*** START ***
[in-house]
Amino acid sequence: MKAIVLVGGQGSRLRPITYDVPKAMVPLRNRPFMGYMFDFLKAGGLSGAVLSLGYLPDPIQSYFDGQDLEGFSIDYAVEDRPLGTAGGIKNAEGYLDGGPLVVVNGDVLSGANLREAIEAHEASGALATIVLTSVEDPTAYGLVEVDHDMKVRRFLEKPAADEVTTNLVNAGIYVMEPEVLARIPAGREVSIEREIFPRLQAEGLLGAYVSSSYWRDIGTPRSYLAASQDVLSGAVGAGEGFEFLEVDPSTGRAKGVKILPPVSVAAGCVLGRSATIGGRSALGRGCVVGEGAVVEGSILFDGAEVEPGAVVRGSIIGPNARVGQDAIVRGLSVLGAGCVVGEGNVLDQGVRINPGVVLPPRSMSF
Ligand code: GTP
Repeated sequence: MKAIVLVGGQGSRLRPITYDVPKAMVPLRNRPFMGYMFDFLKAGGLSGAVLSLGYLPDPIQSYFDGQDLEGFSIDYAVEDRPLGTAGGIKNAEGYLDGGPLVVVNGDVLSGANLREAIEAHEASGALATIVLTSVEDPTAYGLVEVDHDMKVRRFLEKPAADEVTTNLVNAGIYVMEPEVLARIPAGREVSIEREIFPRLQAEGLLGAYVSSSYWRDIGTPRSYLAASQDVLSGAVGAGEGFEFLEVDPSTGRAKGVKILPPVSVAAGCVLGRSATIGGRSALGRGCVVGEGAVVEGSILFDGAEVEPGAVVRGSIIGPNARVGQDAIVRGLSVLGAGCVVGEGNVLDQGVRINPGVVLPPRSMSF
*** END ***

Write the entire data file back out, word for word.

[in-house]
Amino acid sequence: MKAIVLVGGQGSRLRPITYDVPKAMVPLRNRPFMGYMFDFLKAGGLSGAVLSLGYLPDPIQSYFDGQDLEGFSIDYAVEDRPLGTAGGIKNAEGYLDGGPLVVVNGDVLSGANLREAIEAHEASGALATIVLTSVEDPTAYGLVEVDHDMKVRRFLEKPAADEVTTNLVNAGIYVMEPEVLARIPAGREVSIEREIFPRLQAEGLLGAYVSSSYWRDIGTPRSYLAASQDVLSGAVGAGEGFEFLEVDPSTGRAKGVKILPPVSVAAGCVLGRSATIGGRSALGRGCVVGEGAVVEGSILFDGAEVEPGAVVRGSIIGPNARVGQDAIVRGLSVLGAGCVVGEGNVLDQGVRINPGVVLPPRSMSF
Ligand code: GTP
Repeated sequence: MKAIVLVGGQGSRLRPITYDVPKAMVPLRNRPFMGYMFDFLKAGGLSGAVLSLGYLPDPIQSYFDGQDLEGFSIDYAVEDRPLGTAGGIKNAEGYLDGGPLVVVNGDVLSGANLREAIEAHEASGALATIVLTSVEDPTAYGLVEVDHDMKVRRFLEKPAADEVTTNLVNAGIYVMEPEVLARIPAGREVSIEREIFPRLQAEGLLGAYVSSSYWRDIGTPRSYLAASQDVLSGAVGAGEGFEFLEVDPSTGRAKGVKILPPVSVAAGCVLGRSATIGGRSALGRGCVVGEGAVVEGSILFDGAEVEPGAVVRGSIIGPNARVGQDAIVRGLSVLGAGCVVGEGNVLDQGVRINPGVVLPPRSMSF